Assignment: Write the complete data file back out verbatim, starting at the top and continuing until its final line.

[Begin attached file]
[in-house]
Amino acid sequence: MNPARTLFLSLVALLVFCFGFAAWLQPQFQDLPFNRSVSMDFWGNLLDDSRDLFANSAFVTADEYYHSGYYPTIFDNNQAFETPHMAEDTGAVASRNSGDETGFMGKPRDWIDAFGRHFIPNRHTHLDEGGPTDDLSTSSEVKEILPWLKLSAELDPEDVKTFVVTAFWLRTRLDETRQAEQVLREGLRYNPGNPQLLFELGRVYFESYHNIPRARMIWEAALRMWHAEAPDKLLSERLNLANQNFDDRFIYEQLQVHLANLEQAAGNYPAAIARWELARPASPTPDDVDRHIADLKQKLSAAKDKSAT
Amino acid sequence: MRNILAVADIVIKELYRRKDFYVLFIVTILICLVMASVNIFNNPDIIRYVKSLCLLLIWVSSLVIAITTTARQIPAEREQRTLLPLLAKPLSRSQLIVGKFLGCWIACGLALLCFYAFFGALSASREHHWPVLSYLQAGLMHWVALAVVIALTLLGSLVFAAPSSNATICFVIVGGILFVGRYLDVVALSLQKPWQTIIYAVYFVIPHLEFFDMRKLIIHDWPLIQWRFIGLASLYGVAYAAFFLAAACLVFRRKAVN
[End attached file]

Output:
[in-house]
Amino acid sequence: MNPARTLFLSLVALLVFCFGFAAWLQPQFQDLPFNRSVSMDFWGNLLDDSRDLFANSAFVTADEYYHSGYYPTIFDNNQAFETPHMAEDTGAVASRNSGDETGFMGKPRDWIDAFGRHFIPNRHTHLDEGGPTDDLSTSSEVKEILPWLKLSAELDPEDVKTFVVTAFWLRTRLDETRQAEQVLREGLRYNPGNPQLLFELGRVYFESYHNIPRARMIWEAALRMWHAEAPDKLLSERLNLANQNFDDRFIYEQLQVHLANLEQAAGNYPAAIARWELARPASPTPDDVDRHIADLKQKLSAAKDKSAT
Amino acid sequence: MRNILAVADIVIKELYRRKDFYVLFIVTILICLVMASVNIFNNPDIIRYVKSLCLLLIWVSSLVIAITTTARQIPAEREQRTLLPLLAKPLSRSQLIVGKFLGCWIACGLALLCFYAFFGALSASREHHWPVLSYLQAGLMHWVALAVVIALTLLGSLVFAAPSSNATICFVIVGGILFVGRYLDVVALSLQKPWQTIIYAVYFVIPHLEFFDMRKLIIHDWPLIQWRFIGLASLYGVAYAAFFLAAACLVFRRKAVN